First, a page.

Cancer Marker

resizedimage150150 DNAAn appropriate health professional or medical doctor should always be consulted if a serious condition is suspected. All the information here should not be considered as conclusive medical advice.

Related test item Description
AFP (Liver) Alpha-Fetoprotein is a normal fetal serum protein synthesized by the liver, yolk sac, and gastrointestinal tract that shares sequence homology with albumin.AFP is of importance in diagnosing hepatocellular carcinoma and may be useful in screening procedures
CEA (Colorectal) Carcinoembryonic antigen (CEA) is a protein found in many types of cells but associated with tumors and the developing fetus. By the time a baby is born, detectable levels in the blood disappear.
CA19.9 (Pancreas)

CA 19.9 is a protein that exists on the surface of certain cancer cells. CA 19.9 does not cause cancer; rather, it is shed by the tumor cells, making it useful as a tumor marker to follow the course of the cancer.

CA 19.9 is used to help differentiate between cancer of the pancreas and bile ducts and other conditions.

CA12.5 (Ovary) CA12.5 is a protein that is present on the surface of most, but not all, ovarian cancer cells.
CA15.3 (Breast)

CA 15.3 is a protein that is produced by normal breast cells. It is produced by a gene that is often overexpressed (i.e., the body makes too many copies) in cancerous breast tumours, leading to an increased production of CA 15.3.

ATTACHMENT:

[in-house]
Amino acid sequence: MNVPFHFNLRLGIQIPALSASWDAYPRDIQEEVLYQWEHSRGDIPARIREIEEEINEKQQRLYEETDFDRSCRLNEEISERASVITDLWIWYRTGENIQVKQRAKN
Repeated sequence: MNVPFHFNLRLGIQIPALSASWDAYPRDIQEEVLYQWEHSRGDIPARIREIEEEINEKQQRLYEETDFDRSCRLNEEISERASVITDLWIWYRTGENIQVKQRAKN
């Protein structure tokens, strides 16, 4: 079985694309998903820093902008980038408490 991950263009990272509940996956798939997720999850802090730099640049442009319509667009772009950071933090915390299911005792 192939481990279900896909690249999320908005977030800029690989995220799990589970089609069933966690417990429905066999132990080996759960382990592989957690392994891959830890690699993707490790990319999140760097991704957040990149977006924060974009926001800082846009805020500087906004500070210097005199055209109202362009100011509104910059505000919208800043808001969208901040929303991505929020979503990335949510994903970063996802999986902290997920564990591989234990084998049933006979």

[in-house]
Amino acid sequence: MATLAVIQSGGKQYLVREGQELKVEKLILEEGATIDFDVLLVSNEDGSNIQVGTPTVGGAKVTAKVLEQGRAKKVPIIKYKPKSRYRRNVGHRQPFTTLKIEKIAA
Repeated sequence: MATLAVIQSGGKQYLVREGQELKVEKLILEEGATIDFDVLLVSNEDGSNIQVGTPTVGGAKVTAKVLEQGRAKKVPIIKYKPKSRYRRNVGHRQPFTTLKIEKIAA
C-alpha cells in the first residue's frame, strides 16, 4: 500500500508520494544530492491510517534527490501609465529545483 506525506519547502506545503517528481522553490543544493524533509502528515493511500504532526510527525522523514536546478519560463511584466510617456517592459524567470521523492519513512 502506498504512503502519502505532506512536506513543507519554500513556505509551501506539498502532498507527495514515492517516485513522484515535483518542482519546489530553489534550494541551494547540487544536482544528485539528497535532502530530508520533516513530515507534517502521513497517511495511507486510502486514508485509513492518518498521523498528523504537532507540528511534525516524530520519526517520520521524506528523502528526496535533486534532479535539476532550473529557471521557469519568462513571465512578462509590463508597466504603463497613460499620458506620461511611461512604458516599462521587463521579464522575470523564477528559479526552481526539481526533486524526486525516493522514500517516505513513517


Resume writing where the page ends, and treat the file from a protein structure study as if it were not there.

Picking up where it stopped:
CA 15.3 does not cause cancer; rather, it is shed by the tumor cells and enters the bloodstream, making it useful as a tumor marker to follow the course of the cancer.

EBV (NPC)

Epstein Bar virus (EBV) antibodies are a group of tests that are ordered to help diagnose a current, recent, or past EBV infection. EBV has been shown to have a direct relationship with nasopharyngeal carcinoma (NPC) where it can be detected in NPC tumours and patients with NPC tend to have
higher titres of EBV specific antibodies than the general population.

EBV is a member of the herpes virus family. Passed through the saliva, the virus causes an infection that is very common. After exposure to the virus, there is an incubation period of several weeks.

PSA (Protrate)

PSA is a marker for prostatic cancer. It is normally secreted into the prostatic duct system but small amounts diffuse into the plasma. This diffusion, and in consequence plasma PSA concentration, tend to be increased in prostatic cancer.

However, the sensitivity and specificity of PSA as a marker are limited by the fact that PSA’s concentration increases both with increasing age and benign prostatic hypertrophy.